I am part of the IC at my organisation. I have been on the committee for the last 1 year. During the last investigation, I have felt that the IC is prone bias and is becoming stereotypical in their conversations (especially when we receive the complaint email). It’s affecting our ability to judge a situation appropriately.
Yes – This is an important and a critical aspect. This is called as Unconscious Bias – Especially because those members do not understand how it impacts their judgement. It has a very strong impact on the judgement as the investigation generally steers in a direction that shows how the judgement was true.
The IC team, because of Unconscious Bias, does not realise the need to disprove those judgements with the help of facts.
Our recommendation is to have an Advanced session on ‘Unconscious Bias’ and the impact it has on the small as well as big decisions that they make.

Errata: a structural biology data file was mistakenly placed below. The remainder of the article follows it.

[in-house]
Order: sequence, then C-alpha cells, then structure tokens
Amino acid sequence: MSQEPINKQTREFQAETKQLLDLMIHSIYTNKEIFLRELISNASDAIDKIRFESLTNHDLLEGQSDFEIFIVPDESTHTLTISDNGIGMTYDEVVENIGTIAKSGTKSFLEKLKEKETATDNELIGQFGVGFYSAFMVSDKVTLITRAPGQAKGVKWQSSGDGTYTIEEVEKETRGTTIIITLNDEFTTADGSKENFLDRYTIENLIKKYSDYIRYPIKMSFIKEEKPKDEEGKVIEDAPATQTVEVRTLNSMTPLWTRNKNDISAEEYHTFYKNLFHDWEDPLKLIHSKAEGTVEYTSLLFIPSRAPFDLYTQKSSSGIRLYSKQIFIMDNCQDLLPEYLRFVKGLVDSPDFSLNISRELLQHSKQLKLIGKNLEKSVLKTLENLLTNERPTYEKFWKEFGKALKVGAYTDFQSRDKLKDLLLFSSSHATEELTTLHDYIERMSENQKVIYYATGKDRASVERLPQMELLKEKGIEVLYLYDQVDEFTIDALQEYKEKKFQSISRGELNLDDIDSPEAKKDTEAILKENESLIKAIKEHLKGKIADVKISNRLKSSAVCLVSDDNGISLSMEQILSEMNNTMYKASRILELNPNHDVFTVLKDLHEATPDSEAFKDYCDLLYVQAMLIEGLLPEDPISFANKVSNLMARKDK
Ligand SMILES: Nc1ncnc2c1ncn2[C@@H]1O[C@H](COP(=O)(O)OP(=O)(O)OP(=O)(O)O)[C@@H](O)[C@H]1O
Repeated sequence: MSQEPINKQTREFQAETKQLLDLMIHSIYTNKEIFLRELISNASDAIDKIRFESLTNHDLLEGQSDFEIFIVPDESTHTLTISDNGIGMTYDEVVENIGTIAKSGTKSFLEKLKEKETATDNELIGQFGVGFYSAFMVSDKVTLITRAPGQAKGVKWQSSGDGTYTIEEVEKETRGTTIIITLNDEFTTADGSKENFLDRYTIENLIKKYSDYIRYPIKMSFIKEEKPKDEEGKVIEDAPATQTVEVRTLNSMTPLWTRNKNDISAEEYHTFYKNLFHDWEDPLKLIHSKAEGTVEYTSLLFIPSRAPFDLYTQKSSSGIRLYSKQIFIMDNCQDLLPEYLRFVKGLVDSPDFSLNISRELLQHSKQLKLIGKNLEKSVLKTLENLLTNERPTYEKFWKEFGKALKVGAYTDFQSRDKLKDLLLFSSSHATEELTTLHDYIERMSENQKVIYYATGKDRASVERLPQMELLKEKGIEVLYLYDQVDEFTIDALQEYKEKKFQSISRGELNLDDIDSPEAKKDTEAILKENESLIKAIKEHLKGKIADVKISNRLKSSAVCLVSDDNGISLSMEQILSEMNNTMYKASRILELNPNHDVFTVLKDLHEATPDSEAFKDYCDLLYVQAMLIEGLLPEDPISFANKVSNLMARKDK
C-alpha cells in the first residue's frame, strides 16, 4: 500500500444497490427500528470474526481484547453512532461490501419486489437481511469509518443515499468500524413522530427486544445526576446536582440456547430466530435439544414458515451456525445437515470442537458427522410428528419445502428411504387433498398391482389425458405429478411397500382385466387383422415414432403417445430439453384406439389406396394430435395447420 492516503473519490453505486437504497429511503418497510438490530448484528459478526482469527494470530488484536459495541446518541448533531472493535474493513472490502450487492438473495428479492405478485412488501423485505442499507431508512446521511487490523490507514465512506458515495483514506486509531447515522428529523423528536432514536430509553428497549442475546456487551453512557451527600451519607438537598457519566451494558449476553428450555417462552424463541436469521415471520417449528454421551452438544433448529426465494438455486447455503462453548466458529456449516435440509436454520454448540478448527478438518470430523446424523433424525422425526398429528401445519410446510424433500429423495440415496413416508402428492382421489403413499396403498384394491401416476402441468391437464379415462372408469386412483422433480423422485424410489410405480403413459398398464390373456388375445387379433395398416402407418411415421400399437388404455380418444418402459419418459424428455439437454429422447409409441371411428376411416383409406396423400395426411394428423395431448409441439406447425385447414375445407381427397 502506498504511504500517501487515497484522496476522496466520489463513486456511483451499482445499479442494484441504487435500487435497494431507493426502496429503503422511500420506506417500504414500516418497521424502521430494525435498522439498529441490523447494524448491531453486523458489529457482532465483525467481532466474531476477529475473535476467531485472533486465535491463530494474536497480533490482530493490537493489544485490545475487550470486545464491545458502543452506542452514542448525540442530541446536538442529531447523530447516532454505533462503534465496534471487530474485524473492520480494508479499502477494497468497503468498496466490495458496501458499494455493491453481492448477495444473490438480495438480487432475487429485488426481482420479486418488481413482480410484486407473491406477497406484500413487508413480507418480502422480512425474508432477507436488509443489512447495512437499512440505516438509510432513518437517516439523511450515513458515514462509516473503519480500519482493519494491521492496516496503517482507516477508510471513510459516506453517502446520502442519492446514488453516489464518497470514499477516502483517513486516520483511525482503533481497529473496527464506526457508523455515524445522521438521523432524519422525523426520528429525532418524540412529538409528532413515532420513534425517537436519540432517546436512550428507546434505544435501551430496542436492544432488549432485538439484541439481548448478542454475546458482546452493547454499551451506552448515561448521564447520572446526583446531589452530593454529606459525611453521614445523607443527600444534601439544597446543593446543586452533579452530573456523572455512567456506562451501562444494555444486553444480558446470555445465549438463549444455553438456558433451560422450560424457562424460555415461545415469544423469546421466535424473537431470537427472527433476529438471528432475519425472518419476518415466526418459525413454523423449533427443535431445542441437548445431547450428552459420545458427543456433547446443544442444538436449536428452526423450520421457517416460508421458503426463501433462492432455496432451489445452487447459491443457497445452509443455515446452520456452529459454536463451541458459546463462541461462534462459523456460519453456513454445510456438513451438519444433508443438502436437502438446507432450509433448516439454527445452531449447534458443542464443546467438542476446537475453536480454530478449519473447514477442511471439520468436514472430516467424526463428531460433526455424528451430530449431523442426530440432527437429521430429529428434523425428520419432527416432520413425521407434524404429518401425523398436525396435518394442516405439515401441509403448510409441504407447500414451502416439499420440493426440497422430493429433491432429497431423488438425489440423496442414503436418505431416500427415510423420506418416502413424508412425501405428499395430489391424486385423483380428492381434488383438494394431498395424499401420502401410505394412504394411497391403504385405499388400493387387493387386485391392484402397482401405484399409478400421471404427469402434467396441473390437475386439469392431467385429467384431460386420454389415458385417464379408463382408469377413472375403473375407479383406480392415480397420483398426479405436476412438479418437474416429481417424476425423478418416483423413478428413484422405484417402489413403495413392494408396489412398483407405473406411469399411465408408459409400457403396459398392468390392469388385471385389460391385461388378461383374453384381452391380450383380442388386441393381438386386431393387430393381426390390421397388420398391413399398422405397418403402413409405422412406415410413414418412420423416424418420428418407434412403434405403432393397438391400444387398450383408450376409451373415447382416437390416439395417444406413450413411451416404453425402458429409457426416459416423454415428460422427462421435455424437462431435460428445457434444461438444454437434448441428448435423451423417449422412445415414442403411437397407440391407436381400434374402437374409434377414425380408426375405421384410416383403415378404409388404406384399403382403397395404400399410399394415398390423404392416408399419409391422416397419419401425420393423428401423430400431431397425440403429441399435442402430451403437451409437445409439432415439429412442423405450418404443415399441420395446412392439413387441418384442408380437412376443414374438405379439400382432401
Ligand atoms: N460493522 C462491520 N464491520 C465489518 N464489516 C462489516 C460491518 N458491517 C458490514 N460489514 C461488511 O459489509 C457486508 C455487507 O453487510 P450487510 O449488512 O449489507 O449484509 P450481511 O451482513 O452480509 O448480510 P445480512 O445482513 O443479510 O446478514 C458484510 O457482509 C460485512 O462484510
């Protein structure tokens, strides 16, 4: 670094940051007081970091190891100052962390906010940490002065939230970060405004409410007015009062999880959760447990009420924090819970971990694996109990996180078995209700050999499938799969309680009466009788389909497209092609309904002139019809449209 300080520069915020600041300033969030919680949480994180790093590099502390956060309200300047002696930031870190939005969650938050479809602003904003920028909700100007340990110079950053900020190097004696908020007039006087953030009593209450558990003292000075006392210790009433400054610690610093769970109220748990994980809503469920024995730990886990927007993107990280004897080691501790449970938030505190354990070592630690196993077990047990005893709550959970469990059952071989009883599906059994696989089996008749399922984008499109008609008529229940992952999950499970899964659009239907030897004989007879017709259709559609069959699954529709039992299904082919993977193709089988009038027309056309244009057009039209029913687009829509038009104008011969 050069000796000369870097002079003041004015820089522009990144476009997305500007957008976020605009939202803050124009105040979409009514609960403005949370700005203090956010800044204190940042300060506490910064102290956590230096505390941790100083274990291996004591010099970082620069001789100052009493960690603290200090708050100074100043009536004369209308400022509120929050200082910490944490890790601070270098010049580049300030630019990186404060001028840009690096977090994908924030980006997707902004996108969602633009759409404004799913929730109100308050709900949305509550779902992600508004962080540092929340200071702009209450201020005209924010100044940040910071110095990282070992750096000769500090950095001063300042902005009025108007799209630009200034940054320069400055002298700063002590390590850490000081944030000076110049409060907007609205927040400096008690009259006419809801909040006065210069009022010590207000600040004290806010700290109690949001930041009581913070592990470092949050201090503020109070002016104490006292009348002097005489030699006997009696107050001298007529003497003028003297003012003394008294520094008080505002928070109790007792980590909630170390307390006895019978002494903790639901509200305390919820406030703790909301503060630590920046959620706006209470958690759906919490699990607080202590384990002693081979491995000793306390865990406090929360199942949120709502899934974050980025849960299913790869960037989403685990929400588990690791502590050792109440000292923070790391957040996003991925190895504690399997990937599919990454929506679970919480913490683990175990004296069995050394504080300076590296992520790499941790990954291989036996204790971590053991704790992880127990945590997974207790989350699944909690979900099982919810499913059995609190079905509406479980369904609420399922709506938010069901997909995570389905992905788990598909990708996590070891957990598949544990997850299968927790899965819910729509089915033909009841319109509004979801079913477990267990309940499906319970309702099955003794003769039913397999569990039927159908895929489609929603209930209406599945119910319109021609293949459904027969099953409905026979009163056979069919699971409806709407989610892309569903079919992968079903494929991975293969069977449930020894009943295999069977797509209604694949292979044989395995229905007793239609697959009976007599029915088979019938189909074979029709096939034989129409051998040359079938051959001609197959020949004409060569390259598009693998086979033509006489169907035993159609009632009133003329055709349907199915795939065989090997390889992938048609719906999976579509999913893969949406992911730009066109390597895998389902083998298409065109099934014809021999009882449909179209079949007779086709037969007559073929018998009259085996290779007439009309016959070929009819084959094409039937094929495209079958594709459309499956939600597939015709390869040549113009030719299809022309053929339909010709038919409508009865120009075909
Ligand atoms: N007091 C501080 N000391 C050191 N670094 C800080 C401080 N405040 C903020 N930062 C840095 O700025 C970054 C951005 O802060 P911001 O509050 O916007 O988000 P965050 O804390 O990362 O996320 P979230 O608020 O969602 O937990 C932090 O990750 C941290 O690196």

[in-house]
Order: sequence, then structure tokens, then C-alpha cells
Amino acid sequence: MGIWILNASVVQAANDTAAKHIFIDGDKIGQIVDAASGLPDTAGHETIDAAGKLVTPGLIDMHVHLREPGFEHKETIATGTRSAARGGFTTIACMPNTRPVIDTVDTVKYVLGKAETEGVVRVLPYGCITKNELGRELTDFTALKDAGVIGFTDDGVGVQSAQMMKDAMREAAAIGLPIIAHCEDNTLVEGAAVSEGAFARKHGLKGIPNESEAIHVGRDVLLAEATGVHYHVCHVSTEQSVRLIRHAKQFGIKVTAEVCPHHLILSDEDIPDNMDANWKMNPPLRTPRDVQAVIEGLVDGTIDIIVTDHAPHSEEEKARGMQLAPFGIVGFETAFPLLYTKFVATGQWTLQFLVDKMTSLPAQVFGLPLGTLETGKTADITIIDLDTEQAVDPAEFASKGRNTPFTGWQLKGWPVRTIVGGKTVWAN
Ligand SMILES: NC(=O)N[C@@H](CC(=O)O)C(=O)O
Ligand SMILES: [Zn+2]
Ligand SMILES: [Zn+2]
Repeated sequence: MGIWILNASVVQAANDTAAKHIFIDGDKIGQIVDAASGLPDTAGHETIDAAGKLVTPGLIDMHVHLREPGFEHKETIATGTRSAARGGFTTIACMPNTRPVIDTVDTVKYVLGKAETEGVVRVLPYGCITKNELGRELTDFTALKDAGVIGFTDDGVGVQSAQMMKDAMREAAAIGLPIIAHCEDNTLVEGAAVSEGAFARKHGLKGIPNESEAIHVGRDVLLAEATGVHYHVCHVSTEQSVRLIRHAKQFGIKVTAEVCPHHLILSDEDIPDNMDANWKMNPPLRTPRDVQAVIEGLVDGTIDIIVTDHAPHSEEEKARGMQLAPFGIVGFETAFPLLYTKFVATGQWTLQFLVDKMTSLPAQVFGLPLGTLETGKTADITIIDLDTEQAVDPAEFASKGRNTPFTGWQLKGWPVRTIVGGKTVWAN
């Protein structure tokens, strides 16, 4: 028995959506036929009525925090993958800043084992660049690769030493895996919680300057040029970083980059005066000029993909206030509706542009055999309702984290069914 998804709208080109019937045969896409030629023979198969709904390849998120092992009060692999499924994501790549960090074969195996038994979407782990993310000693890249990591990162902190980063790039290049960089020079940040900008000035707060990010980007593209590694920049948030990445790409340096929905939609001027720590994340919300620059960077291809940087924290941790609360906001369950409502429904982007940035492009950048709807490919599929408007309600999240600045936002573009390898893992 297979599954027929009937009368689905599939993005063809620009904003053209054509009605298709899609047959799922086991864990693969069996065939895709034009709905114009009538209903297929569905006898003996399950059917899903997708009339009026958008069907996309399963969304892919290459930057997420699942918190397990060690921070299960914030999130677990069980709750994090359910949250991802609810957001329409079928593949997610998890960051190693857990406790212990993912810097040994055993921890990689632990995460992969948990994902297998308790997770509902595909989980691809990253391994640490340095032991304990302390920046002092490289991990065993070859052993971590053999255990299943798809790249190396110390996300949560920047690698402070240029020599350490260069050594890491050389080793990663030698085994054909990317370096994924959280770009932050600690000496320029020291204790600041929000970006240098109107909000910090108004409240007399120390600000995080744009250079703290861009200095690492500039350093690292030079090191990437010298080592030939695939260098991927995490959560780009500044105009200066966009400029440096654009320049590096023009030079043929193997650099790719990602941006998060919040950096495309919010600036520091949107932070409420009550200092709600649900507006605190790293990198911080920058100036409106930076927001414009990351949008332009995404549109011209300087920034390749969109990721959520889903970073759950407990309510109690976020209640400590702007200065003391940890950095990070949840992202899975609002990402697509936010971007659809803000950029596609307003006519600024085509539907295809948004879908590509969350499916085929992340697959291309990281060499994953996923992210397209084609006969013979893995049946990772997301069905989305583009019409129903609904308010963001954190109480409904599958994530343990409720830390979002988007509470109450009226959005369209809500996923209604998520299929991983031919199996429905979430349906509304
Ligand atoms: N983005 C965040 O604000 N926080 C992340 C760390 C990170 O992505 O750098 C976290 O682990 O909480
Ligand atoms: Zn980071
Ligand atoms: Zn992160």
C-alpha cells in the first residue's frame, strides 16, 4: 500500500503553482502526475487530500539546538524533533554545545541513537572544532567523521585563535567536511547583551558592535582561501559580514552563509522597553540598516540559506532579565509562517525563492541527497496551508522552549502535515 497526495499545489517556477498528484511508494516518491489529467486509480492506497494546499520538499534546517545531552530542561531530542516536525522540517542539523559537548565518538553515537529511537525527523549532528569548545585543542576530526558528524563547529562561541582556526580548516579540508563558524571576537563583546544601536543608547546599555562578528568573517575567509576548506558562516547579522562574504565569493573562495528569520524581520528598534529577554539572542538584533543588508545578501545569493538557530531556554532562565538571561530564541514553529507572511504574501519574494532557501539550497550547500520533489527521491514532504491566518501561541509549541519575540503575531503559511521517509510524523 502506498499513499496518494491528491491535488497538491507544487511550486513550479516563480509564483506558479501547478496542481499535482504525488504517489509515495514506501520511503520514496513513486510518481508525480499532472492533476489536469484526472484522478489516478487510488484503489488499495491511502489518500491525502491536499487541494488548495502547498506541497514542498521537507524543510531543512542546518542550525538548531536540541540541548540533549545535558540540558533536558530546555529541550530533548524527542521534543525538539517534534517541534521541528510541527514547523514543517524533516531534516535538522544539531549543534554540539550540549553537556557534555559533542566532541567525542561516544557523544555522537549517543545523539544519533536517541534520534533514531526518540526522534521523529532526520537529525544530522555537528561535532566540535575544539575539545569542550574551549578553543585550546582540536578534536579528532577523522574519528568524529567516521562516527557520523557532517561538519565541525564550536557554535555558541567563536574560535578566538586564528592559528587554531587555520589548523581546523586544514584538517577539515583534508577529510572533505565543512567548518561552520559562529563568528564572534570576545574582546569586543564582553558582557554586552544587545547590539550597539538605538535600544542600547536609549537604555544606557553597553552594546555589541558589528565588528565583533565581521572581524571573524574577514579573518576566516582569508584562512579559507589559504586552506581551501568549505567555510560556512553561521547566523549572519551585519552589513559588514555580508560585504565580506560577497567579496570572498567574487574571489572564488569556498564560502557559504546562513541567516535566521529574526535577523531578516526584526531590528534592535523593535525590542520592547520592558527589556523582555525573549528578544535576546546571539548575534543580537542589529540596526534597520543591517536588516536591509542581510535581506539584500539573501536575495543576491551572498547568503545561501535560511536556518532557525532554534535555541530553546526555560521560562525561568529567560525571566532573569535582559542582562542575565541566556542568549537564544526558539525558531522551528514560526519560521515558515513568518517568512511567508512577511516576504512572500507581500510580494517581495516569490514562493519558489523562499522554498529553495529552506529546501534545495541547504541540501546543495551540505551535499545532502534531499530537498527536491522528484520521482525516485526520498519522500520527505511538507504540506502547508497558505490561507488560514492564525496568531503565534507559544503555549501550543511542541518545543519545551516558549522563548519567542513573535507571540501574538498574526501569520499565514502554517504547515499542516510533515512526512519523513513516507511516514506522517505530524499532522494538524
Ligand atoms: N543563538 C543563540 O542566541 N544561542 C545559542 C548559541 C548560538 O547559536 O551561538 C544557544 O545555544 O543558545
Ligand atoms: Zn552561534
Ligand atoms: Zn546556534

a. Most people who understand and are made aware of their biases, are able to overcome those even in their daily decision making process.
b. It is also helpful to change the environment to ensure that biases don’t play a role – For example, sharing the complaint and respondent’s statement with the team, at first, without the name or gender of the person. At this point, the IC has to decide if this is a complaint of Sexual Harassment or not. So, take the first step without any bias.
c. Also, if you are talking to the woman, during the first meeting, try not to discuss post the meeting.
d. However, have the Fact-finding team search for evidence based on the allegations made.
Using a fact-finding team also helps to reduce bias, as they are separate group, who are unaware of the nature of the complaint. They will just present the facts that is as is.
This will help the IC to make a bias free decision.